Essential accessories for macro photographyApexeloptic
Macro photography can be an incredibly addictive type of photography. Capturing small objects up close on a high-resolution camera can really show you a whole new world. If you want to take macro photography to the next level, check out our article on 10 ways to improve macro photography. Now, let’s get started! In macro photography, all you really need is a camera and a lens. But if you want to dig deep and create great macro images, there are some great tools that can help. Today we will introduce these accessories that can help you go further in macro photography. These accessories fall into three different categories. Light, optics, and stability. Without further ado, let’s get down to business!
1. The lights
1.1 Off-machine lighting
Having light coming in from outside the camera is a huge advantage. You can set a smooth gradient of light on your subject, provide a backlight to outline your subject, and more. Here are some relatively affordable off-machine light sources that can add this depth to your image.
(1) LED panel
LED panels are a versatile light source. This is a form of real-time lighting that doesn’t require any connection to the camera. Because the LED panel is always on, what you see in the camera is what you get. Some LED panels come with adjustable color temperatures to match your scene, as well as adjustable brightness levels.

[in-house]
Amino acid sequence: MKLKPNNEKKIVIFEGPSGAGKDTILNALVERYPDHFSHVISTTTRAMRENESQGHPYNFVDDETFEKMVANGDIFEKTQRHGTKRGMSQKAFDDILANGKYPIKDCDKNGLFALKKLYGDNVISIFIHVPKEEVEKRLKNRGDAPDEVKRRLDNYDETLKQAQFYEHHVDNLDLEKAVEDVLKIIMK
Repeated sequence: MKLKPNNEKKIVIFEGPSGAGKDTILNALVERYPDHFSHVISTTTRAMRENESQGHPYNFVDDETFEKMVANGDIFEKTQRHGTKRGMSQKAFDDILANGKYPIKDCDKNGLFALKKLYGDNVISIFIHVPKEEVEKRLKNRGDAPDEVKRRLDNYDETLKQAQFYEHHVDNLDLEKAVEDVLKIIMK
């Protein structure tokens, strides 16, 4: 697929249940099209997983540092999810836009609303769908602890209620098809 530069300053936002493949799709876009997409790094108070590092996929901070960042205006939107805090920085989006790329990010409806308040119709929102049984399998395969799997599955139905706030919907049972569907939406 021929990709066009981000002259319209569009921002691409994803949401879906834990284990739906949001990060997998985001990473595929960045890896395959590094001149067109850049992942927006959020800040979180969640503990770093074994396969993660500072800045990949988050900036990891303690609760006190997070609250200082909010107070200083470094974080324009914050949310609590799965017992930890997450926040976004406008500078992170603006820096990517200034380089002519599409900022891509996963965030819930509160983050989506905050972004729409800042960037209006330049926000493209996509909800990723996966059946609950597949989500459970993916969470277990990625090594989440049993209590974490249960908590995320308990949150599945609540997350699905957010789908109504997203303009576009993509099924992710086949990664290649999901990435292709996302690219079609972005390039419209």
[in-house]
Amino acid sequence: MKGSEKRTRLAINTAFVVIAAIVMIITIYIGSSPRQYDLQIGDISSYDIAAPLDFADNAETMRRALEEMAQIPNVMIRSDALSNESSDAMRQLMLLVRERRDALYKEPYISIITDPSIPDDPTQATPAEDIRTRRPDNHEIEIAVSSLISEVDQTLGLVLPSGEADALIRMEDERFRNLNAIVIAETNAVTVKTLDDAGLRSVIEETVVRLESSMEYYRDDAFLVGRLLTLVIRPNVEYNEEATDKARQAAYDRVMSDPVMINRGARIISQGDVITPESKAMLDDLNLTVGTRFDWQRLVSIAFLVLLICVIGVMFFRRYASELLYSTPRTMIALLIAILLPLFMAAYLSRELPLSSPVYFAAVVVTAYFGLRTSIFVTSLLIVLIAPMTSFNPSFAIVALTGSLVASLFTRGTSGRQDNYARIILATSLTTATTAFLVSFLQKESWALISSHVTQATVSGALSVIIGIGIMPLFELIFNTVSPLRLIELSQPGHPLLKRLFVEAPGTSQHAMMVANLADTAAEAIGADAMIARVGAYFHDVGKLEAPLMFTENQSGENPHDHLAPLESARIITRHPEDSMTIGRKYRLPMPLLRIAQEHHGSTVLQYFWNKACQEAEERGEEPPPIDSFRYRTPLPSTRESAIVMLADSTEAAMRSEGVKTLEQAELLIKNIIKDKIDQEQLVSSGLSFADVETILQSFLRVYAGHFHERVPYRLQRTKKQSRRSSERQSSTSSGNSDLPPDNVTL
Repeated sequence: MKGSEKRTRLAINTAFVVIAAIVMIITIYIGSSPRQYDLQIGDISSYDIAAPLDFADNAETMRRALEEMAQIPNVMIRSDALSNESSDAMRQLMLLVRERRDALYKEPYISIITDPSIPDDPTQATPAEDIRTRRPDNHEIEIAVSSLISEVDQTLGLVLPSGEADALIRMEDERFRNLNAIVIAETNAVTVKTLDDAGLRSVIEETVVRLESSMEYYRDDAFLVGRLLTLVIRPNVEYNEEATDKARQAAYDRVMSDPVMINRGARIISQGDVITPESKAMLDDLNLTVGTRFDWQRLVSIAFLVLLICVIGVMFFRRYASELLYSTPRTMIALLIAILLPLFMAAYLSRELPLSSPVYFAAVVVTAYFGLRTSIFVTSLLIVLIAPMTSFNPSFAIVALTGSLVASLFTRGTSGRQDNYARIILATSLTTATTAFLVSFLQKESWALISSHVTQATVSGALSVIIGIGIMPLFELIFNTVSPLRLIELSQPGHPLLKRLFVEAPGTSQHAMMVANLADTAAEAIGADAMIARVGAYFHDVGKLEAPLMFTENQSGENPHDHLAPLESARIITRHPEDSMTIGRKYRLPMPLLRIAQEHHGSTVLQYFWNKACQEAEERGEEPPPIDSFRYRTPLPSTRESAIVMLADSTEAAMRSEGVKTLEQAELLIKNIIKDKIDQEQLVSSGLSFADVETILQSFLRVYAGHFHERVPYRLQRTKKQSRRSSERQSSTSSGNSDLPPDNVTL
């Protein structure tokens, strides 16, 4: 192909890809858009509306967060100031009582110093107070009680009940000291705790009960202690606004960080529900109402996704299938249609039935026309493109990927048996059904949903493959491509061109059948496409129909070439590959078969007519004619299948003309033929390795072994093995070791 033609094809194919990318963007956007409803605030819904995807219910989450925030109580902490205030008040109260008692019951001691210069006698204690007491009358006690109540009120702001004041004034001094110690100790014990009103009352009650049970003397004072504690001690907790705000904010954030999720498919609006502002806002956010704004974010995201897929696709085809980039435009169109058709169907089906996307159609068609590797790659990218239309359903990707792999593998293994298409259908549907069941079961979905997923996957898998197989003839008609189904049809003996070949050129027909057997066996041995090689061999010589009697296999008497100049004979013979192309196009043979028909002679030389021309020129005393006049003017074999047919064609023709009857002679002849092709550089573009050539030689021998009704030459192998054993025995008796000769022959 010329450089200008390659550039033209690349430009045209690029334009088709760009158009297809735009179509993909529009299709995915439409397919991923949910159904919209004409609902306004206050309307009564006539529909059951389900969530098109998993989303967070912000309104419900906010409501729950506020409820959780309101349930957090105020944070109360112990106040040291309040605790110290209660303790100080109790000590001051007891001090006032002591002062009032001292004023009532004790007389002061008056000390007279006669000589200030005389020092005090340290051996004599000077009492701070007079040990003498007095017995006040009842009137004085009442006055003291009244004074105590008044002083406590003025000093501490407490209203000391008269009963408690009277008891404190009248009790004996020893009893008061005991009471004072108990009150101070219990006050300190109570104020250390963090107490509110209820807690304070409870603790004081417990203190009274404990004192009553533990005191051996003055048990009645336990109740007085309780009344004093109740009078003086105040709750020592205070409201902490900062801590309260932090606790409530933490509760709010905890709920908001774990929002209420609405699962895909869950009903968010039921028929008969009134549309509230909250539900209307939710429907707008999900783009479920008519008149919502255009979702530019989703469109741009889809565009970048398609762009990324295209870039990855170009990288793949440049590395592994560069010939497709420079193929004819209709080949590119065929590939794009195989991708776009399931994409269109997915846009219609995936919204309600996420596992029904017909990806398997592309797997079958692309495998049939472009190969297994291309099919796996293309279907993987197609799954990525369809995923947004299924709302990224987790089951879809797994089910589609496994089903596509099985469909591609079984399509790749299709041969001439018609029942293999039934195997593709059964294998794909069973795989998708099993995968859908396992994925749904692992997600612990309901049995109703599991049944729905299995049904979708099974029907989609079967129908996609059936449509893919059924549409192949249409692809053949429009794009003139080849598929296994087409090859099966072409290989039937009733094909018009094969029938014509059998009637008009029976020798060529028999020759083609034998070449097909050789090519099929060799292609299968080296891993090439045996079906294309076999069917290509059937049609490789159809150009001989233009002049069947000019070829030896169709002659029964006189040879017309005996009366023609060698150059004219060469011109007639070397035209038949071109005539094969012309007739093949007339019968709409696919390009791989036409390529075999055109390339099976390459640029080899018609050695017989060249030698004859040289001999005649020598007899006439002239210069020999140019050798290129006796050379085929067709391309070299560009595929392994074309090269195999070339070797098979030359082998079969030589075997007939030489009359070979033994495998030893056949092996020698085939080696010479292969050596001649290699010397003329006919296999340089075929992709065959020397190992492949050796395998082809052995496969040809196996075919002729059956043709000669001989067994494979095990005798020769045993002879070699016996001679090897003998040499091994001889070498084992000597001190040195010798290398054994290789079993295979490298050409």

Since macro bodies are usually smaller, you can use smaller LED panels for less money!
(2) Wireless flash
Wireless flash is another good budget option for off-machine macro lighting. A wireless flash usually requires a radio transmitter connected to the camera and a flash with a paired radio receiver. The advantage of using a flash is that you can get more intense bursts of light than an LED panel can provide. This lets you lower the ISO and close more shutters. Of course, it’s just a flash, so the light lasts only a fraction of a second. Until you take a picture, you won’t know if your light positioning and level are correct.
Anyone who has dabbled in portrait photography or even product photography knows that reflectors can be very useful. Reflectors can help illuminate shadows by adding supplementary light in the opposite direction from the light source. There are also many reflectors to choose from. The reflectors come in pure white, silver, or even gold. Pure white can be used for matching color and standard reflection intensity. Silver provides a harder reflection, like a diffuse mirror. This is useful if you really want to get rid of shadows and don’t mind a little harsh light. Gold helps to introduce a warmer reflection to your subject.